subscribe.gif (2332 bytes)

by Zvi Akiva Fleisher

Back to This Week's Parsha| Previous Issues

For sponsorships and advertising opportunities, send e-mail to:SHOLOM613@ROGERS.COM


Ch. 44, v. 30: "V'nafsho k'shuroh v'nafsho" - And his soul is bound up with his soul - The Baal Haturim comments that "k'shuroh" has the same numeric value as Torah, alluding to the underlying cause for their souls being inextricably bound one to the other.

Ch. 44, v. 32: "Ki av'd'cho orav es hanaar im lo avi'enu ei'lecho v'chotosi" - Because your servant has guaranteed the (return of) the lad if I will not bring him to you I will have sinned - The Rashda"m on Sh.O. Ch.M. #37 writes that he was asked the following query: A merchant paid insurance for his cargo ship that carried merchandise. The terms that were stipulated were simply that the ship and its goods arrive safely at a certain destination. An unusually strong storm and its accompanying wind carried the ship off course and pushed it up on the shores of a totally different country. The ship and its goods were seized and confiscated by the government. The insurer claimed that he did not accept responsibility for such an unexpected unusual occurrence. The gemara Gitin 73a says that if someone accepted responsibility for the welfare of an item including happenings that are beyond one's control to avoid, nevertheless, if a mishap that was bizarre took place, this is beyond his responsibility. The merchant claimed that they agreed unambiguously that the ship and its goods arrive safely to a specific location, and this was not fulfilled. The Rashda"m ruled in favour of the merchant, differentiating between taking responsibility for the safety of an object, which is limited to mishaps that are within the pale of normal, and mishaps that are bizarre. However, if there was an added stipulation that the guarantee included the item arriving intact at a certain location, since this clause was not fulfilled, notwithstanding that the cause was extremely atypical, the guarantor is held responsible. The Chid"o in Kisei Dovid quotes his father, who said in the name of Rabbi Yoseif Ibn Goya that this is the intention of Yehudoh in our verse. He told the viceroy that not only had he taken responsibility for the welfare of Binyomin, which in and of itself would not make him responsible, as Binyomin's stealing the viceroy's goblet and getting caught as well was as unlikely scenario as one could conjure, but since he also guaranteed the safe return of Binyomin, "im lo avi'enu ei'lecho v'chotosi," he was nevertheless still responsible.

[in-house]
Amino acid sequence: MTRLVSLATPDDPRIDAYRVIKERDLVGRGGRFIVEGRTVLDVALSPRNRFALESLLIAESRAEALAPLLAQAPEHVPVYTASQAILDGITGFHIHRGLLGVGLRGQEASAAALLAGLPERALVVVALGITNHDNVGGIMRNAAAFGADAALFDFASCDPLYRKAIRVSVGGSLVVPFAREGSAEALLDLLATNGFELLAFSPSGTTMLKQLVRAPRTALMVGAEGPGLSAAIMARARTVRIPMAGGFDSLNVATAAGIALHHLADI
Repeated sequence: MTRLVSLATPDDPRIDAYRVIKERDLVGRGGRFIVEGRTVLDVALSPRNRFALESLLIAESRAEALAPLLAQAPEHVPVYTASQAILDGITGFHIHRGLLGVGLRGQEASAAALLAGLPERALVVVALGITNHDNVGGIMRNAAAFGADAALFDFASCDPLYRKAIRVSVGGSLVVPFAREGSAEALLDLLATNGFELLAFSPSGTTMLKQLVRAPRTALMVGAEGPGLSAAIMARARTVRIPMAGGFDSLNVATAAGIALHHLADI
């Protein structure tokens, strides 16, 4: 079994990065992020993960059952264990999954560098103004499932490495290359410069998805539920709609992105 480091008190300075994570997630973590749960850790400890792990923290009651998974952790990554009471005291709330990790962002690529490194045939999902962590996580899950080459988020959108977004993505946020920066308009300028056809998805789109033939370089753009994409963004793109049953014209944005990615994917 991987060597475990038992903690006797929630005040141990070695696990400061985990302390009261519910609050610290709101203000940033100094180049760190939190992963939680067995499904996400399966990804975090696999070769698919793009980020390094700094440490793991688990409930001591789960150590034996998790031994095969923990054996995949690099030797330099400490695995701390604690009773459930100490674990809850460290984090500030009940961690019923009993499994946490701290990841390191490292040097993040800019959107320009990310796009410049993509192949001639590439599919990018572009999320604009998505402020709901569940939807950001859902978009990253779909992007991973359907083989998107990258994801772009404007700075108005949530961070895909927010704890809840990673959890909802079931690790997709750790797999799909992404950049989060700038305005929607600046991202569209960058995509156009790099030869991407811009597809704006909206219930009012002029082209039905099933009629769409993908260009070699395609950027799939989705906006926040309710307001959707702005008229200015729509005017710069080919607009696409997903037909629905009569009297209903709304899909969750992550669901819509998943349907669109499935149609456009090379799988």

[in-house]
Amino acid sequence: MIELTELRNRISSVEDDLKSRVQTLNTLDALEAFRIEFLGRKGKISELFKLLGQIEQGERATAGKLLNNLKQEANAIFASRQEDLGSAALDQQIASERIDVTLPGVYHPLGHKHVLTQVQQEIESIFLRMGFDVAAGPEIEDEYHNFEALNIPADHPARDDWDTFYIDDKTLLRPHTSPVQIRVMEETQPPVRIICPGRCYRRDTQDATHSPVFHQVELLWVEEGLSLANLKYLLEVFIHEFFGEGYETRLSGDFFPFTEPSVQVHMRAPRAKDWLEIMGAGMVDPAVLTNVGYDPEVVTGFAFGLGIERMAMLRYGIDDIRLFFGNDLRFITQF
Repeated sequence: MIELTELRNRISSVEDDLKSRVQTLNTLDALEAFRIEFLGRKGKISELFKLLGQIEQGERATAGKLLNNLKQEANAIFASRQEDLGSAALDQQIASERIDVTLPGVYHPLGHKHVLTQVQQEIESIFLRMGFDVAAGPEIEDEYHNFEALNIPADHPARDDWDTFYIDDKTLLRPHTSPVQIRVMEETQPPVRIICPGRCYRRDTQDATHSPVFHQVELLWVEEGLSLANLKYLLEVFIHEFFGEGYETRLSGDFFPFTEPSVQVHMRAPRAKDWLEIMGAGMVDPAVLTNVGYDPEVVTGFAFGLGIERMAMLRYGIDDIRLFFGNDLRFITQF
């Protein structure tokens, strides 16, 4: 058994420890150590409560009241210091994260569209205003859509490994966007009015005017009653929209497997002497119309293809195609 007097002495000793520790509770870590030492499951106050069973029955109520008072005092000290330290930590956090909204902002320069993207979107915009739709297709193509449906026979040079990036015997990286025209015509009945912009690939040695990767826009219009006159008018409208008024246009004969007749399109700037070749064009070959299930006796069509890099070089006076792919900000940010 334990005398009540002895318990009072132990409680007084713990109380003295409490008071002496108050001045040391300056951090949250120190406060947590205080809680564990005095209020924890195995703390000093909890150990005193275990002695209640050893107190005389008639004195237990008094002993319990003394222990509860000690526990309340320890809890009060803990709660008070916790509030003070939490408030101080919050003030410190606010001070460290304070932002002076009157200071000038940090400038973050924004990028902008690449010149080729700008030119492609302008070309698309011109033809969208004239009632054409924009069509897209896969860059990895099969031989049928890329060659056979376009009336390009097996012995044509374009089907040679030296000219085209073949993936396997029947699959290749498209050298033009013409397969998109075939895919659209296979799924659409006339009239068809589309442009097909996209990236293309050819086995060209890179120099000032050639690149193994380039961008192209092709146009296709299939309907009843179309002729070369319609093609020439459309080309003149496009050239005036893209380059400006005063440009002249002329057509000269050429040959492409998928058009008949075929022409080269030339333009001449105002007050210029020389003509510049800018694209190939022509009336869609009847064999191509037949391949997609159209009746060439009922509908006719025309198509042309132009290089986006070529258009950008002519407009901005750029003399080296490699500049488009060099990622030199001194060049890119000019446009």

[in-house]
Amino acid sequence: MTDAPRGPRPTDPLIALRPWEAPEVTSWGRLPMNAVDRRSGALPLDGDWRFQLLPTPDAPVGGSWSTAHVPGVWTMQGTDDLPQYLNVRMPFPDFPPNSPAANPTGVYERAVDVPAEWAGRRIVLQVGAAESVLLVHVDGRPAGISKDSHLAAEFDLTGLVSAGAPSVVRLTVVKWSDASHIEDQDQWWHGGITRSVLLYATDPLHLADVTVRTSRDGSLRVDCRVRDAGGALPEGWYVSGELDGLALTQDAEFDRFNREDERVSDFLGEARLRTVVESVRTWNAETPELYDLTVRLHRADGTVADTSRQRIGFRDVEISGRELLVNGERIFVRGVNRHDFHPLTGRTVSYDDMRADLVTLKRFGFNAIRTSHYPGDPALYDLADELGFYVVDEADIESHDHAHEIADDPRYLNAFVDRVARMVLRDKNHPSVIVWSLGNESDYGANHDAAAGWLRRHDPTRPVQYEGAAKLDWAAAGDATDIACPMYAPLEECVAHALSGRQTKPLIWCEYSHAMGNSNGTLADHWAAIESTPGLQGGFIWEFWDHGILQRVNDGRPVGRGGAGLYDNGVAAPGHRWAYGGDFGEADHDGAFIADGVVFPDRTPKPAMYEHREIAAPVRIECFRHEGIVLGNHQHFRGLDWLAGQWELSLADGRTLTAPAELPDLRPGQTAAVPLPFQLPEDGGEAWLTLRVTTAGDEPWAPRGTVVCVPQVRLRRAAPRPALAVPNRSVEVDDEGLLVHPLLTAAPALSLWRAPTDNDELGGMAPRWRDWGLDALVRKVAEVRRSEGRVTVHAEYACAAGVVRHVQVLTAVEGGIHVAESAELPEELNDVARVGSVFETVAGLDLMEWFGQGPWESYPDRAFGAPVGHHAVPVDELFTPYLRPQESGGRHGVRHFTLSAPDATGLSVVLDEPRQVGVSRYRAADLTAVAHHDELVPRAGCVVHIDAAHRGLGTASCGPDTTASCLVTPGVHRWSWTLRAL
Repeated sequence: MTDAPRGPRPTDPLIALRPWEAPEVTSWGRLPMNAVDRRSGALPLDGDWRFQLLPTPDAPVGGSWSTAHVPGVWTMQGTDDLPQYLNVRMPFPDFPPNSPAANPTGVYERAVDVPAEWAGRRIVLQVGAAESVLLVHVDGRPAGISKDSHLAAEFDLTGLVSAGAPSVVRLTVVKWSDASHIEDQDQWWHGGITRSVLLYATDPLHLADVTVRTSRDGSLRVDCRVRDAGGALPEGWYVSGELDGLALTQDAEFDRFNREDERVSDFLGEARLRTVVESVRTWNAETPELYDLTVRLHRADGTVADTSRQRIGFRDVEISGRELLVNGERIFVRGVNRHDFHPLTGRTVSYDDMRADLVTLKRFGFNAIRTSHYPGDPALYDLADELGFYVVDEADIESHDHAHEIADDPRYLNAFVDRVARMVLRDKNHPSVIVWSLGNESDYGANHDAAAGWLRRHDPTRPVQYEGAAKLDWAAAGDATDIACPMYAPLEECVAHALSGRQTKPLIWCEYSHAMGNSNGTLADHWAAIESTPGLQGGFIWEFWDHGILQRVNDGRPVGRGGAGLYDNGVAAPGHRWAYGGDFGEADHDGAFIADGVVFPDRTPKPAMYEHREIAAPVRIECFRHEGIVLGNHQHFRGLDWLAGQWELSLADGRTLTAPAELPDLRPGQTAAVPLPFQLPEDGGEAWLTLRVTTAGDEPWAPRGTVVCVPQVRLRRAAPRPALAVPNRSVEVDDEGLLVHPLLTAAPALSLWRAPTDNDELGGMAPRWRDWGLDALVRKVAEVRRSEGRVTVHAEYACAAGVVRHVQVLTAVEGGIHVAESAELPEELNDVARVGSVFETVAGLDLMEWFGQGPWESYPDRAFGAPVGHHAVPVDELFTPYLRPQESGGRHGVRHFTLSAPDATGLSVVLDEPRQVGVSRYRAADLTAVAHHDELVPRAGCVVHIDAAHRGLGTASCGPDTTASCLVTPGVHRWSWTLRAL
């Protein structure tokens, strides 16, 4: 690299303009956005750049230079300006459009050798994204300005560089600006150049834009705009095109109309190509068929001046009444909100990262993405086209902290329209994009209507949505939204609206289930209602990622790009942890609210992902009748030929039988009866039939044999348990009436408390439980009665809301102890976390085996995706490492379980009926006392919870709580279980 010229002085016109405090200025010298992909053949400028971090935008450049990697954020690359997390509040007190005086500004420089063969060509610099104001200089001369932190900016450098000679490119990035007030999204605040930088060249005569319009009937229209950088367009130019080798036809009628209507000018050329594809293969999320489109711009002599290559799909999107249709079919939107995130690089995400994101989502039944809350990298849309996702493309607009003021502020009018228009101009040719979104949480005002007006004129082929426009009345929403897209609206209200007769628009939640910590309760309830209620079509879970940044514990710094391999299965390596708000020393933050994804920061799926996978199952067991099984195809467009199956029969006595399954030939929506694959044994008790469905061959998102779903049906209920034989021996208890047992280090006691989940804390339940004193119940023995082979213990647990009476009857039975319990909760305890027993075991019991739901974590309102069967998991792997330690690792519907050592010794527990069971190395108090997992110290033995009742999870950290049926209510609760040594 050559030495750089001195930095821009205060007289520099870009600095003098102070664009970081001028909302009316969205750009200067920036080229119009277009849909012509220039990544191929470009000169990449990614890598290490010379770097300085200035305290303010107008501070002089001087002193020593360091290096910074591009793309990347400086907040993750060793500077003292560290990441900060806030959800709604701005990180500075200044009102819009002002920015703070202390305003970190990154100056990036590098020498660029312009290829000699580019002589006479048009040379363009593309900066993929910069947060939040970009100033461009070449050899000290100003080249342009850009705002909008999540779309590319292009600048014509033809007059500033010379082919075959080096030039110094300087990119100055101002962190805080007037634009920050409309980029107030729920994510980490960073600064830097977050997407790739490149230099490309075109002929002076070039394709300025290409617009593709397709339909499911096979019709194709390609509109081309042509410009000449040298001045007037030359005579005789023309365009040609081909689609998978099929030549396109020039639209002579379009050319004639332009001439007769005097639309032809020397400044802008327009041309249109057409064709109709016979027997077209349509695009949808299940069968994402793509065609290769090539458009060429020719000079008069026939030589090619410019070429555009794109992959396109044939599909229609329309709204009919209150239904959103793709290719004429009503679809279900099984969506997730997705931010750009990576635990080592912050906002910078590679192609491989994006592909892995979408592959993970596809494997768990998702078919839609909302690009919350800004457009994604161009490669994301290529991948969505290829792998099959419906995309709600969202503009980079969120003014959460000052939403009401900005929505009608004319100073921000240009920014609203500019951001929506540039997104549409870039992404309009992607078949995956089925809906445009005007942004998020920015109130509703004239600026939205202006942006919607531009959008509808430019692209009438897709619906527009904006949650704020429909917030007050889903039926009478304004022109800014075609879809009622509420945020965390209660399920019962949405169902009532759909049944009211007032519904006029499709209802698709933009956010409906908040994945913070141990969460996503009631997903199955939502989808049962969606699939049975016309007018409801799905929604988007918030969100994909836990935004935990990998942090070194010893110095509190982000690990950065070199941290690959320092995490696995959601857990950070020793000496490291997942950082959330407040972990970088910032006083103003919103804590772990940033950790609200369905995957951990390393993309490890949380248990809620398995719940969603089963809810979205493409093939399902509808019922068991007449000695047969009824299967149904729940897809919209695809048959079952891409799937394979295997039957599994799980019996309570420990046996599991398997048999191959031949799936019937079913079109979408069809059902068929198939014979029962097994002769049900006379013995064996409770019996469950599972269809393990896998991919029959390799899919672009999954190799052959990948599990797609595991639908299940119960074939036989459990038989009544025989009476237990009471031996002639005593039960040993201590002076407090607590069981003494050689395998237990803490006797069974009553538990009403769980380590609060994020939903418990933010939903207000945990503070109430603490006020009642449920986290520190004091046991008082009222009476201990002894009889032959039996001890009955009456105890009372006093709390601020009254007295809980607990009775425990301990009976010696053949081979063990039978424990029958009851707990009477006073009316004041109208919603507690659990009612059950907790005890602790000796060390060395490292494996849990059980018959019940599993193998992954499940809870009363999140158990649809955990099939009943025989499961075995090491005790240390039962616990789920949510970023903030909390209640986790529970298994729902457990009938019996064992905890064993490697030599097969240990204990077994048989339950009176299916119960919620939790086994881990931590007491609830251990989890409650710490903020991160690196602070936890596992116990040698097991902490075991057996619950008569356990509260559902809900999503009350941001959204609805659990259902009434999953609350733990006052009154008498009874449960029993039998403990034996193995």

Ch. 45, v. 3: "Ha'ode ovi chai" - Is my father still alive - He had just asked them this and they had not been in Canaan in between, so why did he ask it again? Rabbeinu Chaim Paltiel answers that the intention of these words is not if his father was still alive, but rather, was he well. We might follow through with the next words of this verse, "v'lo yochlu echov laanos oso ki nivhalu miponov." His brothers could not answer him in the positive, that he was quite well, because they thought that it was quite likely that he would ask them to bring his father to him for at least a reunion, as Yoseif could not readily take off time, considering that he was both the viceroy and the head of the food distribution. "Ki nivhalu miponov," they could not answer in the positive because they were in trepidation of "his face," meaning the drawn out sorrowful visage of their father Yaakov. We see that Paroh's first remark to Yaakov was asking how old he was, because he saw in front of himself a person whose face was extremely aged, greatly as a result of the lengthy disappearance of Yoseif. (n.l.)